A lobbying campaign to ban Borat Subsequent Moviefilm from major awards consideration has been launched by the Kazakh-American Association, alongside the Hollywood Film Academy and the Council on American-Islamic Relations (CAIR).
The recent Sacha Baron Cohen film is accused of "whitewashing, ethnic stereotyping, racism, cultural appropriation, and xenophobia" in a new letter to the Academy of Motion Picture Arts and Sciences, which oversees the Oscars.
The Virginia-based non-profit organisation is dedicated to "preserving and promoting the Kazakh heritage and culture in the US", and has also written to other major awards bodies to encourage the ban ahead of the upcoming awards season.
"The Kazakh community worldwide is underrepresented and inherently vulnerable," they wrote in the letter. "Our nation is still recovering from an oppressive colonial past, which is why we do not have substantial media representation.
"Sacha Baron Cohen understands this fact and exploits Kazakhstan by hijacking our ethnic identity, whitewashing us by portraying us as Eastern Europeans, and inciting harassment toward Kazakh people worldwide.
"Our people report countless cases of sexual and physical harassment as well as bullying due to the Borat franchise.
"Considering today's socially aware political climate and the new policies adopted by the Academy, it is unbelievable that a racist film which openly berates, bullies, and traumatises a nation of people of colour is an acceptable form of entertainment."
They note that Cohen could have created a fake country for the character, going on to slam the "exploitative nature" of the movie.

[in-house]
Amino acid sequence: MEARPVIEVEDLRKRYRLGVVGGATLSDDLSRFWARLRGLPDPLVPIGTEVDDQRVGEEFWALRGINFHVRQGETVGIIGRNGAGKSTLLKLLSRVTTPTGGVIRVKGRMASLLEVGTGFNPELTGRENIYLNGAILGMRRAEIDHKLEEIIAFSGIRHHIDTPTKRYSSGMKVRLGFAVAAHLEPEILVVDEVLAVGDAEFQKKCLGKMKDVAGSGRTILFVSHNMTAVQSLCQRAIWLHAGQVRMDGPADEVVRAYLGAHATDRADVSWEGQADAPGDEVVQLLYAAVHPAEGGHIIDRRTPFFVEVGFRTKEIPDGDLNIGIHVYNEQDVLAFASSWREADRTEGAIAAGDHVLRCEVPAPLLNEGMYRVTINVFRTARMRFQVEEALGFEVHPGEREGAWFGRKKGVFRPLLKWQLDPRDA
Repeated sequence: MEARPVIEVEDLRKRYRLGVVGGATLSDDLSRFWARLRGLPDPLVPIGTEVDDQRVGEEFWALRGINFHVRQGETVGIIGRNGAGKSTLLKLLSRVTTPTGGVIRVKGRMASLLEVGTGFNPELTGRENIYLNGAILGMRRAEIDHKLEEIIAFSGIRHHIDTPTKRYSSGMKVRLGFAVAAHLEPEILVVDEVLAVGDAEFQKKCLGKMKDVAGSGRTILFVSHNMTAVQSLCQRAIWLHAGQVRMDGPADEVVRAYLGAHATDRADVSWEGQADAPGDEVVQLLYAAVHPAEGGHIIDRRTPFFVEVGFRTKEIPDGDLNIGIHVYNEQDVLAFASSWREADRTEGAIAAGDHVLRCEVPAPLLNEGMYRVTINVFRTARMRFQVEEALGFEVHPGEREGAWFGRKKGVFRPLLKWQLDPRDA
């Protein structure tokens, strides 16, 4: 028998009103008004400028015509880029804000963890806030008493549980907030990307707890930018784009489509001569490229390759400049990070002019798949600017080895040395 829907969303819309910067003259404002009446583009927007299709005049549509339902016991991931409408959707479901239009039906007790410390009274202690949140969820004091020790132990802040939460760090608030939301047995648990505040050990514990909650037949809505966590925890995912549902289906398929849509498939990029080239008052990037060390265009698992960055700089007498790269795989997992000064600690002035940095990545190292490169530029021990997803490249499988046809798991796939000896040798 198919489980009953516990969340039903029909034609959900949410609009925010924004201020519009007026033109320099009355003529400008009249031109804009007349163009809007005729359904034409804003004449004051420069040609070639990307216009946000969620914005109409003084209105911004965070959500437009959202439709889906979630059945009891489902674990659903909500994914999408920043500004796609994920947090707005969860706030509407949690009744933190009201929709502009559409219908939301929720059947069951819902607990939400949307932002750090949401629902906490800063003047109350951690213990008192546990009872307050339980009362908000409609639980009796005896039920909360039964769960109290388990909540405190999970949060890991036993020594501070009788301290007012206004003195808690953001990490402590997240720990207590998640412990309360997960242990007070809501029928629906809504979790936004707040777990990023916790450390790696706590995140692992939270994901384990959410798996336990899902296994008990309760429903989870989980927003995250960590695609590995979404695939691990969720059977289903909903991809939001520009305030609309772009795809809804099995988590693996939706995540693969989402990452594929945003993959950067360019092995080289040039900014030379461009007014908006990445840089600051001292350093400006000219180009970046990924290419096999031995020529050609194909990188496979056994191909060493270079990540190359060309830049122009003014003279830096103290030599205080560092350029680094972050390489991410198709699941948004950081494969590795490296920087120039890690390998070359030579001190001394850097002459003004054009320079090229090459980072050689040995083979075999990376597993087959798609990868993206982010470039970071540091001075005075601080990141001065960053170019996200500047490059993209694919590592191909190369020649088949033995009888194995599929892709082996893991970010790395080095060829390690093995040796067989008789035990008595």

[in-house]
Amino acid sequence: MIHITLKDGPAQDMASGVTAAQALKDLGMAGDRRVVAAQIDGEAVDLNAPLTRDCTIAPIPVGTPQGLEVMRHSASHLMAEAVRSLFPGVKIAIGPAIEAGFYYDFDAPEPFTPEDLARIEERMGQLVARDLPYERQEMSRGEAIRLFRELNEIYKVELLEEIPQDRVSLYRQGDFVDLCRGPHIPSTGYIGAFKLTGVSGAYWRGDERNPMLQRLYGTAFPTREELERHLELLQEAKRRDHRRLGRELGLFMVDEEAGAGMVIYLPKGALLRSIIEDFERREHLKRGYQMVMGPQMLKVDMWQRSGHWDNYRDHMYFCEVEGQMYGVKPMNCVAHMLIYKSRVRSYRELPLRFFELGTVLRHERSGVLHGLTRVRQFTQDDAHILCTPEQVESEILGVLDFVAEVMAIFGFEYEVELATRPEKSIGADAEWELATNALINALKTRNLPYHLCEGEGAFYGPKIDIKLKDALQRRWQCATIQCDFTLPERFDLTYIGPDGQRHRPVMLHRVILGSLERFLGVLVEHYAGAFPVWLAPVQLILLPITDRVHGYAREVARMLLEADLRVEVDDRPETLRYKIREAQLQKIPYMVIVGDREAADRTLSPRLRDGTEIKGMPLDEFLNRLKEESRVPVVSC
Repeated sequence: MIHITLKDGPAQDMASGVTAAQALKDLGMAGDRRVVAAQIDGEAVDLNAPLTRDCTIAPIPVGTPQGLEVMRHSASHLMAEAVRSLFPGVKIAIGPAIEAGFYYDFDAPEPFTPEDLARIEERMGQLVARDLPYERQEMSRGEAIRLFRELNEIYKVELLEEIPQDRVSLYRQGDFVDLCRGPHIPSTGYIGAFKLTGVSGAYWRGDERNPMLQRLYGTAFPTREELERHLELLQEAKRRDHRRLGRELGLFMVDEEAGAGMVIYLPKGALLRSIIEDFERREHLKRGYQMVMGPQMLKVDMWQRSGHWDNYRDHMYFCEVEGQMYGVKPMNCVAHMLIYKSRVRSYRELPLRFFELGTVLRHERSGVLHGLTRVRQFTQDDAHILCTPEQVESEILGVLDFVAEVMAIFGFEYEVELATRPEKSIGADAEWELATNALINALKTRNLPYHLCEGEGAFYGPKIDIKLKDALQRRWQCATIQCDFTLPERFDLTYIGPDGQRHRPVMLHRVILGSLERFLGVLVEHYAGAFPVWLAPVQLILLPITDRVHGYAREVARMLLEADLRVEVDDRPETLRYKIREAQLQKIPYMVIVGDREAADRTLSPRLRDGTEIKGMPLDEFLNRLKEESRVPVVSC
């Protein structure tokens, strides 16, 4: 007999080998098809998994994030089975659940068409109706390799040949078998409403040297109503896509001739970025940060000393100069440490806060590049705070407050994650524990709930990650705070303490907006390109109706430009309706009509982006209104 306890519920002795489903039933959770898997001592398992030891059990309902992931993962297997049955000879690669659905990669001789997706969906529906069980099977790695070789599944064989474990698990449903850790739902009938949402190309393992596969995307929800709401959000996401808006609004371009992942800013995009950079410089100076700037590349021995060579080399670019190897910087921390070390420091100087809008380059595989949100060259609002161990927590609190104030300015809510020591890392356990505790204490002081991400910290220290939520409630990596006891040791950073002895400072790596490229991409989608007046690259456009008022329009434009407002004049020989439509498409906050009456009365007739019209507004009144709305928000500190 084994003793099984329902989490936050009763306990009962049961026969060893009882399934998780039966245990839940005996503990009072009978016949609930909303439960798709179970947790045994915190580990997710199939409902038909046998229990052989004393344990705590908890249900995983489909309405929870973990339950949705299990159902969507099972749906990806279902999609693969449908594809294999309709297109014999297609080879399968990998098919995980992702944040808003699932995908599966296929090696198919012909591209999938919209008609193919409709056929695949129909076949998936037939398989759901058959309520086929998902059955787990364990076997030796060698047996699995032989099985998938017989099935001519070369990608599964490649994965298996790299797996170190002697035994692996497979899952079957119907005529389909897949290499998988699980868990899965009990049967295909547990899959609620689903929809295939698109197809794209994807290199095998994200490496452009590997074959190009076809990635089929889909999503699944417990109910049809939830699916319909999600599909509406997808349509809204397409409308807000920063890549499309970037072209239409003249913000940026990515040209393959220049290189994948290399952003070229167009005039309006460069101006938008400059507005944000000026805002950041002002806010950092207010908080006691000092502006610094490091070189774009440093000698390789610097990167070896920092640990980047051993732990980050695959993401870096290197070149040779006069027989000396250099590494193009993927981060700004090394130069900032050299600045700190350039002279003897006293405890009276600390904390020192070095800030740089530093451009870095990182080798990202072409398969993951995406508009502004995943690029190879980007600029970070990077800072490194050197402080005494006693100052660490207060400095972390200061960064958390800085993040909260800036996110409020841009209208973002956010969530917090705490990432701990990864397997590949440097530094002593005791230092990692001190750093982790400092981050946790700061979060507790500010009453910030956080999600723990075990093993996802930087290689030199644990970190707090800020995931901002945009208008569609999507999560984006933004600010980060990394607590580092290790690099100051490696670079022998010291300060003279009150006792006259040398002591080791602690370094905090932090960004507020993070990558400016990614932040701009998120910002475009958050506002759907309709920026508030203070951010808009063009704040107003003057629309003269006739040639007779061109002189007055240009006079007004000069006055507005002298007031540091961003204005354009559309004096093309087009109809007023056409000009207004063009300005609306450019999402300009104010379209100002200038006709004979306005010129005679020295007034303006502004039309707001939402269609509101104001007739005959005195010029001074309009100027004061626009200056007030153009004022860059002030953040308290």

"Mr Cohen then proceeded to culturally appropriate and mock the Kazakh culture and traditions in the crudest way possible," the letter continues. "Mr Cohen has created a highly stereotypical and extremely offensive fictional character who relies on the Western audience having very little familiarity with Kazakhstan.
"Indeed, his target audience largely took Mr Cohen's racist depiction at face value and considered it an accurate portrayal of our country (aided by Mr Cohen's appropriation of our national symbols)."
The coalition calls the portrayal a "harmful misrepresentation", adding that "more Kazakhs today will face public racial abuse, bullying, humiliation, and dehumanisation" as a result.
They also note that many Kazakhs have been subjected to "psychological trauma and ethnic-based abuse and harassment" since 2006's Borat, which went on to be nominated for a Best Adapted Screenplay Oscar.
Cohen previously defended his portrayal of the country, telling The New York Times: "This is a comedy, and the Kazakhstan in the film has nothing to do with the real country.
"I chose Kazakhstan because it was a place that almost nobody in the US knew anything about, which allowed us to create a wild, comedic, fake world. The real Kazakhstan is a beautiful country with a modern, proud society – the opposite of Borat's version."
Borat Subsequent Moviefilm is available to watch now on Amazon Prime Video.
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